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October 05, 2013
When it comes to interactions between Aboriginal Peoples and the federal government, the relationship often seems to be one of conflict. That isn’t always the case, however. For the last 30 years, University of Alberta professor Frank Tough has been studying an example of aboriginal-government co-operation: the Summerberry Muskrat Rehabilitation Project, which took place between 1935 and 1965, raising the standard of living of desperately poor Treaty Indians and Métis living in northern Manitoba’s The Pas region.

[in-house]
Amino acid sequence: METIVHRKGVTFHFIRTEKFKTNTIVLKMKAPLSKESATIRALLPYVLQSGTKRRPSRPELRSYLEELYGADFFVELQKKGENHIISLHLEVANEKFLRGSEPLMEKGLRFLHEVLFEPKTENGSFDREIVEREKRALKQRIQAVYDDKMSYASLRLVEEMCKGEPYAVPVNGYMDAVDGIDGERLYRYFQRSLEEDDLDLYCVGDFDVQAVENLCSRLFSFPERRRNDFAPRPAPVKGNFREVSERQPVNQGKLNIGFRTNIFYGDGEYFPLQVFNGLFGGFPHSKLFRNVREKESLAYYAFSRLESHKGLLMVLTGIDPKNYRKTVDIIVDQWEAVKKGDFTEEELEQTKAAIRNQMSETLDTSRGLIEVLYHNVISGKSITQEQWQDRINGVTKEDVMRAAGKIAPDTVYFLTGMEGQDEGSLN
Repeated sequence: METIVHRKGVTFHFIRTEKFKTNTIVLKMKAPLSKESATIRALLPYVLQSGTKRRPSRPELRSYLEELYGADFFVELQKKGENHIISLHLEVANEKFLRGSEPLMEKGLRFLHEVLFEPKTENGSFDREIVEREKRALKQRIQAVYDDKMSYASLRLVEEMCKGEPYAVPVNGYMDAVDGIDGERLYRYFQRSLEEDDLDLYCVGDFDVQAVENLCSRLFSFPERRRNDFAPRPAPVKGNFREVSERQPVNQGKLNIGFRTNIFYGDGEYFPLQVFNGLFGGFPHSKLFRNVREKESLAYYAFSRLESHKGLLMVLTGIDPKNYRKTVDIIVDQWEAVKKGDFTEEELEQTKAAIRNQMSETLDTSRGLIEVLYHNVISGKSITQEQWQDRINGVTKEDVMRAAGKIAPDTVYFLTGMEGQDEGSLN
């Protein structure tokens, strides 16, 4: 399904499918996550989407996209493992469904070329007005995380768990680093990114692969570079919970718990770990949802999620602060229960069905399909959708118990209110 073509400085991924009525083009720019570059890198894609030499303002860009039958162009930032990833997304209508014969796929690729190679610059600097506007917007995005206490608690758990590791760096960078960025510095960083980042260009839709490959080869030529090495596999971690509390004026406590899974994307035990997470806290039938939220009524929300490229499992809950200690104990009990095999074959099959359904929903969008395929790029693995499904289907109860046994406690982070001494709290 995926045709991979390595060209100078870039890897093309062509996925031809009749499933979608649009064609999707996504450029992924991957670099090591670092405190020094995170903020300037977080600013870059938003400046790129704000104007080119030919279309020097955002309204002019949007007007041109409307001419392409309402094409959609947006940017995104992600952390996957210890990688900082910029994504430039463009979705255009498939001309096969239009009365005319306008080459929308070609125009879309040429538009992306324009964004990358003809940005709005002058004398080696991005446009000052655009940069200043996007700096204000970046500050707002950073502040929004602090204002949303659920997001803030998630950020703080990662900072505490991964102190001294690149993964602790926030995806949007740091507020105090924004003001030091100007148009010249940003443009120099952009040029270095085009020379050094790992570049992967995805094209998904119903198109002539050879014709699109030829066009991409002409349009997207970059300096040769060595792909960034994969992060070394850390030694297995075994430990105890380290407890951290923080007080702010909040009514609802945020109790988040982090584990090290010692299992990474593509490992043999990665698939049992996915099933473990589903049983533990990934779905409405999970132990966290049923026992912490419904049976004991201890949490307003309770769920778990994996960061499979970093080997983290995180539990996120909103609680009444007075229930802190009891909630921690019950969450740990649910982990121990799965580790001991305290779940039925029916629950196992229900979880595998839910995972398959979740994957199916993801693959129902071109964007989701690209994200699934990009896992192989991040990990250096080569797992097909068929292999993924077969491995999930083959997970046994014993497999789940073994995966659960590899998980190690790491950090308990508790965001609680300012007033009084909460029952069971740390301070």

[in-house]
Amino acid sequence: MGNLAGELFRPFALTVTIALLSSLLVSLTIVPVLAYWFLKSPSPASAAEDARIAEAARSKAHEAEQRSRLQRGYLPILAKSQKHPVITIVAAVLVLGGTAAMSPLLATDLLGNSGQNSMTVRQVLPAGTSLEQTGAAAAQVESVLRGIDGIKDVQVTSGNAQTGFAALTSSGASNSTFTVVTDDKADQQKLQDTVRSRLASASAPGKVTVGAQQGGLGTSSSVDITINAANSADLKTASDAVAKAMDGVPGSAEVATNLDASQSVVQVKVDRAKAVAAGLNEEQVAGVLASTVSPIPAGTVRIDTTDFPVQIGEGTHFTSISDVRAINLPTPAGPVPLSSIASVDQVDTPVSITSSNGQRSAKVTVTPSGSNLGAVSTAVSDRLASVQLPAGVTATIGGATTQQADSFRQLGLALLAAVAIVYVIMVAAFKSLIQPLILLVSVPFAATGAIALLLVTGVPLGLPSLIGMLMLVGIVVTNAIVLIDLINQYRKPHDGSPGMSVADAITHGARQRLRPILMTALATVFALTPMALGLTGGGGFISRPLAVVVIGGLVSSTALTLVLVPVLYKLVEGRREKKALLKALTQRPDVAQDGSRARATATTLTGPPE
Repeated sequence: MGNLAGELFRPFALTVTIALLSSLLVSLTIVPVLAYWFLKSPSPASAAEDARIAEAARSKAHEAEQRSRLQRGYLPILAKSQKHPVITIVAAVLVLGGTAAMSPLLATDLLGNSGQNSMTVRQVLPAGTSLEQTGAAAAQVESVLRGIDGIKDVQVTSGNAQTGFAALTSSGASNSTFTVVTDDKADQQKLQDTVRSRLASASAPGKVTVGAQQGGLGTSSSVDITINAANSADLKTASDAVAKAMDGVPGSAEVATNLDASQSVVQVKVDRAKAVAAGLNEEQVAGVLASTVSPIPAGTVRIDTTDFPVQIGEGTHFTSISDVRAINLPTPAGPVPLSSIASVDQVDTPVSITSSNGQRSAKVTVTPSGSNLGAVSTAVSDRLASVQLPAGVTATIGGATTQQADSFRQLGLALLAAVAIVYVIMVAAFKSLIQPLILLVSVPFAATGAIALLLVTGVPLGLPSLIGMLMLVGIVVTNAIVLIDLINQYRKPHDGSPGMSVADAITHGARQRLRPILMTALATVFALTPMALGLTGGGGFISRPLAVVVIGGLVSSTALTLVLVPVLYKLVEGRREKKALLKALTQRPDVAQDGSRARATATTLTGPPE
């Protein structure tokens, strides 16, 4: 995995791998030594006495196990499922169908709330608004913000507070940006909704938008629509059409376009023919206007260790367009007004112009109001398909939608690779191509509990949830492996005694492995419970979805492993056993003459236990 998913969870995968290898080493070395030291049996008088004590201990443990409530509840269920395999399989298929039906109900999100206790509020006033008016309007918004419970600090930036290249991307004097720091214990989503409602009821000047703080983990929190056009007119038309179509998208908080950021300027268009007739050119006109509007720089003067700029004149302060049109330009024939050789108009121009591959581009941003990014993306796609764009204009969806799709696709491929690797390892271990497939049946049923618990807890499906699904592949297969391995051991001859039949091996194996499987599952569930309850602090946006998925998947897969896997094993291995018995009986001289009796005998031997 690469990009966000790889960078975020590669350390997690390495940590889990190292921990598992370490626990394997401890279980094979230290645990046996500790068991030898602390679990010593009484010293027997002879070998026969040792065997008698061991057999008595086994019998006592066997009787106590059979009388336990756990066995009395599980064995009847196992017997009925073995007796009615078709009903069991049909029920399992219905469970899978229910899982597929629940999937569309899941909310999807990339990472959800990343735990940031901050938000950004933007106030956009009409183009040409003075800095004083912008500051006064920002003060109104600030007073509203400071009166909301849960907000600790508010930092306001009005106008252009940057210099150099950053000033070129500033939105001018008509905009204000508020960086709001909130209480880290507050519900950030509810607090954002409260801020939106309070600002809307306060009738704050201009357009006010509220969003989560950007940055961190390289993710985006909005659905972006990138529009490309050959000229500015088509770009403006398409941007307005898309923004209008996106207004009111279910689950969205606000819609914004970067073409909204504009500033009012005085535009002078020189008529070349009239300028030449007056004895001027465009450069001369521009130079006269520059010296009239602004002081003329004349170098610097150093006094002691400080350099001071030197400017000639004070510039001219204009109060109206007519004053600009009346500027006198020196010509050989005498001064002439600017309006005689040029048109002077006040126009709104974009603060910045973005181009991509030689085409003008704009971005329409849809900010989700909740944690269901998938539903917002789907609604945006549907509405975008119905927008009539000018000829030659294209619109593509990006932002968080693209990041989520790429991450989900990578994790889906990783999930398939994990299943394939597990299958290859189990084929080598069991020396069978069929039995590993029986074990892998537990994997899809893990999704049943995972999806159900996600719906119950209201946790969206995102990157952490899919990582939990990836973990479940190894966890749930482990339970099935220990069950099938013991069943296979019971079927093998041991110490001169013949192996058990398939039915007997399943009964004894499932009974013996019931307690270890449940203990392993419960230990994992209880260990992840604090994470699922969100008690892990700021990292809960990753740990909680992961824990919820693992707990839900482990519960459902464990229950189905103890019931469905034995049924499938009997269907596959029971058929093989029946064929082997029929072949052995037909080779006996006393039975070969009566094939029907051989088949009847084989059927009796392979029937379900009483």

Muskrat trapping had long been a staple source of income for aboriginal people living in the Summerberry River area of the Saskatchewan River delta, but by the 1930s over-trapping by non-aboriginal people had decimated the muskrat population. The provincial and federal governments responded by setting aside about 55,000 hectares of muskrat habitat for exclusive use by aboriginal trappers. Federal funds were also used to build a series of dams, dykes and canals designed to stabilize water levels, to improve the area’s carrying capacity for muskrats. The intervention met with spectacular success: between 1937 and 1939 the number of muskrat lodges exploded from less than 4,000 to more than 32,000.